How teenagers in Ukraine seek social justice amid conflict

Ahead of International Youth Day meet Yana – an inspiring young activist seeking social justice amid political and social unrest.

Sarah Oughton, communications advisor, talks to Yana Panfilova, executive director of Teenergizer in Ukraine

Ahead of International Youth Day (12 August) celebrating young people’s contributions to social justice and peace, meet Yana Panfilova – an inspiring young activist from Ukraine.

Yana learnt that she was living with HIV when she was ten. Then six years ago, at age 16 she founded Teenergizer – a youth HIV advocacy organisation.

In 2017, Yana also joined the Y+ READY Fellowship Project. The one-year fellowship focuses on developing and supporting a new generation of young leaders to be advocates in the global HIV response. It is implemented by the Global Youth Network of Young People Living with HIV (Y+), the Global Network of People Living with HIV (GNP+) and the International HIV/AIDS Alliance.

Since the conflict in Ukraine started in 2014 how has it affected young people living with HIV?

Some of the centres for adolescents living with HIV in the occupied territories have closed. There is now a lack of prevention work, as well as peers, counsellors and psychologists who can provide support to adolescents living with HIV.

Also, lots of teenagers have had to move cities. As they start to speak about their HIV status to others, they face discrimination. Knowing how to adapt in these social situations is difficult and many are not ready for this.

What does Teenergizer do?

We advocate for better services for young people living with HIV, and best practice in schools, such as access to better sexual and reproductive health and rights education, and access to HIV testing starting from age 14.

One of the main issues is the lack of services available for teenagers to learn their status. Legally there must be at least one specialist to provide psychological consultations in each HIV testing point. Yet many people that just discovered they are living with HIV are left alone. It’s complicated for them to get the right information and support. We are providing this, specifically for teenagers.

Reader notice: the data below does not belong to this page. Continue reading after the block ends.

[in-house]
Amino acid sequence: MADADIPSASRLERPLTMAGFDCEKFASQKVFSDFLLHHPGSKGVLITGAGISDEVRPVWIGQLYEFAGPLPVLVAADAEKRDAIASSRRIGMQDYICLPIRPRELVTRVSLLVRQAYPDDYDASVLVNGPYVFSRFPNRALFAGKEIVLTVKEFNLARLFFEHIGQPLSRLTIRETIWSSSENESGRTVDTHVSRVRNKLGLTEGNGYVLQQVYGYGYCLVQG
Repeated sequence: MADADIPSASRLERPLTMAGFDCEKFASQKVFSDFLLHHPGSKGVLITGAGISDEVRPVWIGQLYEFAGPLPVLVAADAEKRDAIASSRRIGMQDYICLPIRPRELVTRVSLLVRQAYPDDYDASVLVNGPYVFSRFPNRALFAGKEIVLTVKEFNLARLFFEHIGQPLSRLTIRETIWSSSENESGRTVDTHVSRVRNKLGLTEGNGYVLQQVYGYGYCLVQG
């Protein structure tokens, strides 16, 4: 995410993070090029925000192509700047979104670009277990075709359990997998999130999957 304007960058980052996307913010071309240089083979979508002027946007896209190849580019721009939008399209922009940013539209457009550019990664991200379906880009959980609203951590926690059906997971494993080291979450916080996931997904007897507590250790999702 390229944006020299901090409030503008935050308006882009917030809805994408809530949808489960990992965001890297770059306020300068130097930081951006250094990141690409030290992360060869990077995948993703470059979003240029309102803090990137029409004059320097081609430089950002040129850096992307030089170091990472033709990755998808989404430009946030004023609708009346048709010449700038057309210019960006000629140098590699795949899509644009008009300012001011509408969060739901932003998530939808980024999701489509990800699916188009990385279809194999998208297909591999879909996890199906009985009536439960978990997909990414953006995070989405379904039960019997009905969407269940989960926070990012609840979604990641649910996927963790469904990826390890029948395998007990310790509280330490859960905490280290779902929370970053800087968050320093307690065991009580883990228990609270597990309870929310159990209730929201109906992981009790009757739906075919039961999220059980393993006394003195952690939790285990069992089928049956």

How are young people in the occupied territories coping?

The main problems teenagers face is they do not have any support, and they feel lonely. Their parents may have died or they may have left them. And when they move to new cities they don’t know who to go to for support.

Through our online service at Teenergizer we provide peer counsellors for free. Recently I was talking to a 14-year-old girl who had already had about 10 sexual partners and she wasn’t using any protection, despite being worried about HIV. I spent two months talking to her, providing support and encouraging her to get tested. Luckily when she got tested, she found she was not HIV positive. And as a result of our conversations she said she was going to start using condoms.

Why is peace particularly important for young people living with HIV?

Young people who are living with HIV in conflict situations have a lot of complex problems, their lives are full of stress, they may have to flee without parents or stay where bombs are falling, and HIV is not the first issue for them. They do not always get access to medicines and even if they do have medicine available, their chaotic environment may mean they forget to take them. Obviously peace is one of the most important things, without which it can be difficult for them to focus on their health.

How does your work contribute to inclusion, social justice, and peace?

Our work is to help teenagers consider themselves as leaders who can support each other and this is how Teenergiser grows and expands. They’re not there as patients but as leaders.

Many of our activists are teenagers displaced from East Ukraine and we support projects that are connected to conflict prevention. Also we are planning to establish a project in East Ukraine dedicated to breaking barriers between people from different regions.

What drives you as a leader and as someone who wants to build inclusive societies?

The main driver for me is the feeling of social injustice. I believe teenagers are a forgotten generation. If we can build a new generation of leaders, we can build a friendlier world for teenagers and it is in our hands to change it.

What is one of your proudest achievements?

When the Global Fund stopped its programme for adolescents it was expected that  the Ukrainian government would step in. The state failed to do this, so the Global Fund returned. But at the beginning of negotiations about what the Global Fund would pay for, there were no prevention services for teenagers included. We successfully lobbied to get that changed.

I also feel privileged for the opportunities I have to represent the voice of adolescents living with HIV on a global platform. I don’t know many teenager-activists in Eastern Europe and Central Asia who would represent their own voice, as many don’t know English.

I want to help build a stronger community of teenagers in our region, to prepare strong youth leaders, so that together we can advocate for our rights and get the government to pay attention.

This article was written as the International HIV/AIDS Alliance, before we changed our name to Frontline AIDS.


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